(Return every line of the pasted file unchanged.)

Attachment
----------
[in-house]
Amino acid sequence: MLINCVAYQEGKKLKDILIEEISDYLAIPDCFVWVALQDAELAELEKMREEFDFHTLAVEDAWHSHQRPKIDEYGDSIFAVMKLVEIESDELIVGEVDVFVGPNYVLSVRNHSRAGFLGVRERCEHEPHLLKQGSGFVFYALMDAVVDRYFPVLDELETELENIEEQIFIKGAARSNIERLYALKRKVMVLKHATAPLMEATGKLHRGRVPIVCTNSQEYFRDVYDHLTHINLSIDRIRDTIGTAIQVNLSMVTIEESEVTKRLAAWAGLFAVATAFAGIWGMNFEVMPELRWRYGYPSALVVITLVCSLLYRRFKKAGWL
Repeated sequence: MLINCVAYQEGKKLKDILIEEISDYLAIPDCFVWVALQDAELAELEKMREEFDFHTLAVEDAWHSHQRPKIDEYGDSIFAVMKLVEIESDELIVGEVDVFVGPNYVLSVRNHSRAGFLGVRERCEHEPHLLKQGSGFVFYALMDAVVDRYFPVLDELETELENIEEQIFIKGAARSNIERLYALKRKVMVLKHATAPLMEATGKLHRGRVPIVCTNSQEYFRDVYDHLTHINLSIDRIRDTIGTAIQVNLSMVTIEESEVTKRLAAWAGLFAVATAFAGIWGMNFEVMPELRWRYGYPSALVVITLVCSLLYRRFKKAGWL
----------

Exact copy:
[in-house]
Amino acid sequence: MLINCVAYQEGKKLKDILIEEISDYLAIPDCFVWVALQDAELAELEKMREEFDFHTLAVEDAWHSHQRPKIDEYGDSIFAVMKLVEIESDELIVGEVDVFVGPNYVLSVRNHSRAGFLGVRERCEHEPHLLKQGSGFVFYALMDAVVDRYFPVLDELETELENIEEQIFIKGAARSNIERLYALKRKVMVLKHATAPLMEATGKLHRGRVPIVCTNSQEYFRDVYDHLTHINLSIDRIRDTIGTAIQVNLSMVTIEESEVTKRLAAWAGLFAVATAFAGIWGMNFEVMPELRWRYGYPSALVVITLVCSLLYRRFKKAGWL
Repeated sequence: MLINCVAYQEGKKLKDILIEEISDYLAIPDCFVWVALQDAELAELEKMREEFDFHTLAVEDAWHSHQRPKIDEYGDSIFAVMKLVEIESDELIVGEVDVFVGPNYVLSVRNHSRAGFLGVRERCEHEPHLLKQGSGFVFYALMDAVVDRYFPVLDELETELENIEEQIFIKGAARSNIERLYALKRKVMVLKHATAPLMEATGKLHRGRVPIVCTNSQEYFRDVYDHLTHINLSIDRIRDTIGTAIQVNLSMVTIEESEVTKRLAAWAGLFAVATAFAGIWGMNFEVMPELRWRYGYPSALVVITLVCSLLYRRFKKAGWL